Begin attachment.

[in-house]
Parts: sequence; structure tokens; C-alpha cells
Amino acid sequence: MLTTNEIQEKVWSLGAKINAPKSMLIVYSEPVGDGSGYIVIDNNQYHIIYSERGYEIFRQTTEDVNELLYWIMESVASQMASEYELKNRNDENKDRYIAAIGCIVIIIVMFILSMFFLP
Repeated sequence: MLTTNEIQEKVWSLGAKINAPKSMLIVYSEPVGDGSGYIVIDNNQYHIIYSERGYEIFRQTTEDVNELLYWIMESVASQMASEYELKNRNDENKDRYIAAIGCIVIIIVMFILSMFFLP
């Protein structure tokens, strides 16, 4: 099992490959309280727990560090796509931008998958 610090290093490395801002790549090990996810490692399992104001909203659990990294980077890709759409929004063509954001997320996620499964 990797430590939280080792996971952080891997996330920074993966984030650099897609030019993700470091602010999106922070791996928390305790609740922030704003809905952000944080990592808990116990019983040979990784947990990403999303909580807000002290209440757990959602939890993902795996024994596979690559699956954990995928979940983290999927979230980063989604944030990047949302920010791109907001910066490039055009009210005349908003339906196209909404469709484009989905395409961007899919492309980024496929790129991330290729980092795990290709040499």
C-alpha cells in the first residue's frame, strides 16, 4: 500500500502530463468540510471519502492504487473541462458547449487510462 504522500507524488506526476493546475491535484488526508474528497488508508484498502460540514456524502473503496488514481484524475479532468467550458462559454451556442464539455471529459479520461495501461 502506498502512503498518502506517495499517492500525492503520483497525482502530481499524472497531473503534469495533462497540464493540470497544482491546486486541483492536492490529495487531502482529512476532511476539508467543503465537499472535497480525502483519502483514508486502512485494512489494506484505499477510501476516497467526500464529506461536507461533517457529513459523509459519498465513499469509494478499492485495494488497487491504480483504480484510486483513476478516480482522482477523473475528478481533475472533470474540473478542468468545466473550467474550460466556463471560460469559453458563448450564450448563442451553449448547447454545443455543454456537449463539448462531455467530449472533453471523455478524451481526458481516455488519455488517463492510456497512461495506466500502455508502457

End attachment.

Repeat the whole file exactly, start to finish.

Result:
[in-house]
Parts: sequence; structure tokens; C-alpha cells
Amino acid sequence: MLTTNEIQEKVWSLGAKINAPKSMLIVYSEPVGDGSGYIVIDNNQYHIIYSERGYEIFRQTTEDVNELLYWIMESVASQMASEYELKNRNDENKDRYIAAIGCIVIIIVMFILSMFFLP
Repeated sequence: MLTTNEIQEKVWSLGAKINAPKSMLIVYSEPVGDGSGYIVIDNNQYHIIYSERGYEIFRQTTEDVNELLYWIMESVASQMASEYELKNRNDENKDRYIAAIGCIVIIIVMFILSMFFLP
């Protein structure tokens, strides 16, 4: 099992490959309280727990560090796509931008998958 610090290093490395801002790549090990996810490692399992104001909203659990990294980077890709759409929004063509954001997320996620499964 990797430590939280080792996971952080891997996330920074993966984030650099897609030019993700470091602010999106922070791996928390305790609740922030704003809905952000944080990592808990116990019983040979990784947990990403999303909580807000002290209440757990959602939890993902795996024994596979690559699956954990995928979940983290999927979230980063989604944030990047949302920010791109907001910066490039055009009210005349908003339906196209909404469709484009989905395409961007899919492309980024496929790129991330290729980092795990290709040499």
C-alpha cells in the first residue's frame, strides 16, 4: 500500500502530463468540510471519502492504487473541462458547449487510462 504522500507524488506526476493546475491535484488526508474528497488508508484498502460540514456524502473503496488514481484524475479532468467550458462559454451556442464539455471529459479520461495501461 502506498502512503498518502506517495499517492500525492503520483497525482502530481499524472497531473503534469495533462497540464493540470497544482491546486486541483492536492490529495487531502482529512476532511476539508467543503465537499472535497480525502483519502483514508486502512485494512489494506484505499477510501476516497467526500464529506461536507461533517457529513459523509459519498465513499469509494478499492485495494488497487491504480483504480484510486483513476478516480482522482477523473475528478481533475472533470474540473478542468468545466473550467474550460466556463471560460469559453458563448450564450448563442451553449448547447454545443455543454456537449463539448462531455467530449472533453471523455478524451481526458481516455488519455488517463492510456497512461495506466500502455508502457